Here’s an example. Let’s say there was a little boy named Tony, who grew up being emotionally hurt by the very people who were supposed to provide him with love and safety. They weren’t physically abusive – it was more about neglect and some emotional abuse. Tony learned from his experiences to believe this: People who are close to you will hurt you. Tony had to learn how to protect himself from such hurt, so he developed a defense mechanism of becoming rude and unpleasant to others, in an effort to keep them from getting close. His unconscious rationale was I will hurt you before you can get close enough to hurt me. This strategy proved to be effective, so it was continued. It also proved to be extremely off-putting to others.
Now, Tony is an adult, working at a job. His defense mechanism is no longer needed, but it is ingrained. Tony continues to treat others with a veneer of contempt, which has earned him the reputation for being a real jerk. People assume that Tony was just “born that way,” that he is a “bad egg.” Even if they knew how this habit came into being, they might say, “It doesn’t matter if he had a rotten childhood. He needs to get over it. There’s no excuse for that kind of behavior.”
Eventually, Tony might become self-aware enough to realize that his childhood defense, which once served him well, was now obsolete, and causing a lot more problems than it was solving. He might recognize the need to change, if he ever wanted anything like a social life. But real change is difficult. He might work at it for a while on his own, but old habits die hard. Eventually, he tells himself that he really is just a jerk, and there was no point in trying to be something he’s not. So he gives up and resigns himself to going through life friendless and alone.
Alas, that is a tragic tale, made more tragic by the fact that it doesn’t have to end like that. Tony was mistaken in his belief that his defense mechanism was just who he was. Tony is not his defense mechanisms, and neither are you.
If you look at a list of common defense mechanisms, and you are brutally honest with yourself, then there’s a fair chance that you will be able to point at one or two of them and say, “Yeah, that’s me, all right.” Strictly speaking, however, this is a false statement. Again: it’s not you. It would be far more accurate to point to a defense and say, “I do this one.” We can all do that. We can also change.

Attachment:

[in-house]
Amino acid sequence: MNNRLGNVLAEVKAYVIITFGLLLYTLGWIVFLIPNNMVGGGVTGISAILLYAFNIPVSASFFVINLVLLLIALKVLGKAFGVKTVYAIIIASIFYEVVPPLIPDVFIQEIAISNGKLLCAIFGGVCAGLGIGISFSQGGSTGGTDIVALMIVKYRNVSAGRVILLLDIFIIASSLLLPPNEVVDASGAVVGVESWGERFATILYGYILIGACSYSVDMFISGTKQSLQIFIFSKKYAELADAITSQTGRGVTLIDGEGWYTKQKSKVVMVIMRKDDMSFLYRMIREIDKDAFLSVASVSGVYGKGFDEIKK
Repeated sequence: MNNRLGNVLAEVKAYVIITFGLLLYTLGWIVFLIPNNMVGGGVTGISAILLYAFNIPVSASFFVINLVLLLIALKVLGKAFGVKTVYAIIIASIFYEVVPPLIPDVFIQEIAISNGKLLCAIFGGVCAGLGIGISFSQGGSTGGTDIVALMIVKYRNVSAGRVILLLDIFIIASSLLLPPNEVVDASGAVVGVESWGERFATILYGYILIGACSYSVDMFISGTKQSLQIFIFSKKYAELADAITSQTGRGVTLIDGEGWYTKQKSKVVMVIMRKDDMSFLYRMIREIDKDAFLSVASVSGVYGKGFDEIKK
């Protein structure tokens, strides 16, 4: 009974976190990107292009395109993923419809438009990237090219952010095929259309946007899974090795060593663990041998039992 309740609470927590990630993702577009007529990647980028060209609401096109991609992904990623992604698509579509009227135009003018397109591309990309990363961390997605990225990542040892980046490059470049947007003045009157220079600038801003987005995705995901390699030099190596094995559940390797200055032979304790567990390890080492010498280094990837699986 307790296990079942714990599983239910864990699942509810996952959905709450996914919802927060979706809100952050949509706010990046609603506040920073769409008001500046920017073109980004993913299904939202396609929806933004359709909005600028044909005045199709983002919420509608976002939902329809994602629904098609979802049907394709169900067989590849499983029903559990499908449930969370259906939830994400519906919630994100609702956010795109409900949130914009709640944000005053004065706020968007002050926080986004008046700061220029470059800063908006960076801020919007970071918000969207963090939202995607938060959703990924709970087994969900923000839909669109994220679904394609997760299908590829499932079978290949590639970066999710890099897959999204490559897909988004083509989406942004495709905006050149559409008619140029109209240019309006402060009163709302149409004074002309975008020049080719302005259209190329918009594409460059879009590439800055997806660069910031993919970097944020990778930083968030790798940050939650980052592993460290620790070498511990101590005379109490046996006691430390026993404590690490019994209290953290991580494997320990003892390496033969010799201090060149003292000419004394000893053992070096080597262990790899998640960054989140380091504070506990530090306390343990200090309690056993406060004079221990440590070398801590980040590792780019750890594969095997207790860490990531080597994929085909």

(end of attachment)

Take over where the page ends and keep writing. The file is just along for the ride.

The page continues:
I had a client ask me once if it were too late for him to unlearn a particular habit that had been with him for most of his life. I told him there was a simple test to determine if it were too late: I instructed him to place his finger under his nose, and when he did so, I asked him if he could feel breath coming in and out of his body. When he said he could, I informed him it was not too late. That doesn’t mean it’s easy – in fact, I guarantee that it’s not. Change is made particularly difficult, however, when one undertakes the challenge all alone. Your chances of success are greatly improved if you enlist the aid of someone who knows how to help. That’s the big mistake Tony made in the above vignette – he tried to go it alone, and when he was not successful, he gave up.
If you discover that you habitually engage in a behavior that was once useful but is now pushing people away, then I have a couple of suggestions. First, I would encourage you to say this to your habit: “Dear defense mechanism, thanks for being there when I needed you. You really helped me though a tough time. But I’m grown up now, and I don’t need you any more – at least, I don’t need to have you armed and loaded at all times. I’m ready to give you up, or maybe put you away unless I feel I really do need you again. Thanks for your help. Goodbye.”
Second suggestion: seek the help of a professional, like, oh, me.